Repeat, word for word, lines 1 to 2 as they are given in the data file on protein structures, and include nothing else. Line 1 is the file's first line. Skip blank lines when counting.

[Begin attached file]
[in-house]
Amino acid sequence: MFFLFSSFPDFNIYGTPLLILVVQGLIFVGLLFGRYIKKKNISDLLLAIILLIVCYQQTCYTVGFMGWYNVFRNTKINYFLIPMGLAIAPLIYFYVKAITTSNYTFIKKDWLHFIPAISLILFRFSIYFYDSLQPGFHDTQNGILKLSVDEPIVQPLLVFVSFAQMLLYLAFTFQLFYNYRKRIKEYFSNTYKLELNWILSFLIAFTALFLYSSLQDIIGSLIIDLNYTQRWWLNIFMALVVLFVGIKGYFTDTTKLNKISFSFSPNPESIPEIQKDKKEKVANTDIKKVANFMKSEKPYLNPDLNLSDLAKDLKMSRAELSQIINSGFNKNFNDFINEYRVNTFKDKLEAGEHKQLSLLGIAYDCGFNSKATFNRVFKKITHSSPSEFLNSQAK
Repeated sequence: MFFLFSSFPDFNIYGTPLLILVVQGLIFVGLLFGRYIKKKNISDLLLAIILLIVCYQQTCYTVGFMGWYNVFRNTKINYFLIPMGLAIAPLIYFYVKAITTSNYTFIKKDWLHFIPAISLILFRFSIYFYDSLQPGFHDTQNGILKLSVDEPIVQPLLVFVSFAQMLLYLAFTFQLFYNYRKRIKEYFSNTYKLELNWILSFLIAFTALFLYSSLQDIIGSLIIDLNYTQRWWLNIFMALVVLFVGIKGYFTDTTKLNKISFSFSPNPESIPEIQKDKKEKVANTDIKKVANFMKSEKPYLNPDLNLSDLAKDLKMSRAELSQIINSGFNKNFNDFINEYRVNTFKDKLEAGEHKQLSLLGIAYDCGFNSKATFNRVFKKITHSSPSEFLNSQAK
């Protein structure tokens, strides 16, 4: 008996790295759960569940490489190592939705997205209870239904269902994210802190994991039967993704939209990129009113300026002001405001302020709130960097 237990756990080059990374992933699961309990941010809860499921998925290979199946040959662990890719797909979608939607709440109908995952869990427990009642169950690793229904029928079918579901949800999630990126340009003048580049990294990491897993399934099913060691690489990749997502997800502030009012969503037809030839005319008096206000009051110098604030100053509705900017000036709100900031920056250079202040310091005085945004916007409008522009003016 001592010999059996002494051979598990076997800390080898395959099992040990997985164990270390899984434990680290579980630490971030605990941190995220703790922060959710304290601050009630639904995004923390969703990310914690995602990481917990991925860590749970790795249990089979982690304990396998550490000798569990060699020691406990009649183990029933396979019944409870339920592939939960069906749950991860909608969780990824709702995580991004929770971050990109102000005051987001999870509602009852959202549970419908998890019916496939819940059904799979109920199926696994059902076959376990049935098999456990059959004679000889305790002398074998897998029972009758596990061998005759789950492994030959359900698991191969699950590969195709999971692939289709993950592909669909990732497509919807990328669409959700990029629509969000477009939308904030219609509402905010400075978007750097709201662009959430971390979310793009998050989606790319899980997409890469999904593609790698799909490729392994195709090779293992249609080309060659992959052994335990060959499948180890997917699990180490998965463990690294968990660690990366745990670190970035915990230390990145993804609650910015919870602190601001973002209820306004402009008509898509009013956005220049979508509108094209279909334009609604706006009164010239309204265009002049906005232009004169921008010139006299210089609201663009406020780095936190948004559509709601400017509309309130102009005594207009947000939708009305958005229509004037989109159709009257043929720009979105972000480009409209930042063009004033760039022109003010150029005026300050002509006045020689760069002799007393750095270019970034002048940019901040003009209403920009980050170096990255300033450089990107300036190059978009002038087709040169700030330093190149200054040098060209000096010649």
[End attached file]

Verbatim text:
[in-house]
Amino acid sequence: MFFLFSSFPDFNIYGTPLLILVVQGLIFVGLLFGRYIKKKNISDLLLAIILLIVCYQQTCYTVGFMGWYNVFRNTKINYFLIPMGLAIAPLIYFYVKAITTSNYTFIKKDWLHFIPAISLILFRFSIYFYDSLQPGFHDTQNGILKLSVDEPIVQPLLVFVSFAQMLLYLAFTFQLFYNYRKRIKEYFSNTYKLELNWILSFLIAFTALFLYSSLQDIIGSLIIDLNYTQRWWLNIFMALVVLFVGIKGYFTDTTKLNKISFSFSPNPESIPEIQKDKKEKVANTDIKKVANFMKSEKPYLNPDLNLSDLAKDLKMSRAELSQIINSGFNKNFNDFINEYRVNTFKDKLEAGEHKQLSLLGIAYDCGFNSKATFNRVFKKITHSSPSEFLNSQAK